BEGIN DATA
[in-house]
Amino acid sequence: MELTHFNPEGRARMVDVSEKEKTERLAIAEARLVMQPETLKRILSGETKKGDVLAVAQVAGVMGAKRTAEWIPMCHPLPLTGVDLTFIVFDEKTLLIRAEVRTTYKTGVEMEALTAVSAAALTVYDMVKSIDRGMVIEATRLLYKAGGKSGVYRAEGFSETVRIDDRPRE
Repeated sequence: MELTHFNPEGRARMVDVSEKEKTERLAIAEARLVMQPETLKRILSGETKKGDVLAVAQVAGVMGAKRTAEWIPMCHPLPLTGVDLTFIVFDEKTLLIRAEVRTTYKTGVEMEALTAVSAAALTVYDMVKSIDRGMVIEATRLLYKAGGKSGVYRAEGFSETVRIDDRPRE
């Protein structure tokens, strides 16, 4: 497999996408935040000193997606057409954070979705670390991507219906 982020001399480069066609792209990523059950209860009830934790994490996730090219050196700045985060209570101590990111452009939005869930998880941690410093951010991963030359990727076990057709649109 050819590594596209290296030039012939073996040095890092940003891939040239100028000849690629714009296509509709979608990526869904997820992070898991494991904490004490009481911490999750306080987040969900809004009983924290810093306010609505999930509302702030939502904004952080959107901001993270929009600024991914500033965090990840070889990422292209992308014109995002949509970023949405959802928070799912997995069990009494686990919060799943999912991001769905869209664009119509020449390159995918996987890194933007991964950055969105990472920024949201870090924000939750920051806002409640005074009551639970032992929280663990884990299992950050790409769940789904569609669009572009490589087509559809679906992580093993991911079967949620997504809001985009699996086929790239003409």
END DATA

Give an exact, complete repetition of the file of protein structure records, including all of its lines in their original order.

[in-house]
Amino acid sequence: MELTHFNPEGRARMVDVSEKEKTERLAIAEARLVMQPETLKRILSGETKKGDVLAVAQVAGVMGAKRTAEWIPMCHPLPLTGVDLTFIVFDEKTLLIRAEVRTTYKTGVEMEALTAVSAAALTVYDMVKSIDRGMVIEATRLLYKAGGKSGVYRAEGFSETVRIDDRPRE
Repeated sequence: MELTHFNPEGRARMVDVSEKEKTERLAIAEARLVMQPETLKRILSGETKKGDVLAVAQVAGVMGAKRTAEWIPMCHPLPLTGVDLTFIVFDEKTLLIRAEVRTTYKTGVEMEALTAVSAAALTVYDMVKSIDRGMVIEATRLLYKAGGKSGVYRAEGFSETVRIDDRPRE
């Protein structure tokens, strides 16, 4: 497999996408935040000193997606057409954070979705670390991507219906 982020001399480069066609792209990523059950209860009830934790994490996730090219050196700045985060209570101590990111452009939005869930998880941690410093951010991963030359990727076990057709649109 050819590594596209290296030039012939073996040095890092940003891939040239100028000849690629714009296509509709979608990526869904997820992070898991494991904490004490009481911490999750306080987040969900809004009983924290810093306010609505999930509302702030939502904004952080959107901001993270929009600024991914500033965090990840070889990422292209992308014109995002949509970023949405959802928070799912997995069990009494686990919060799943999912991001769905869209664009119509020449390159995918996987890194933007991964950055969105990472920024949201870090924000939750920051806002409640005074009551639970032992929280663990884990299992950050790409769940789904569609669009572009490589087509559809679906992580093993991911079967949620997504809001985009699996086929790239003409």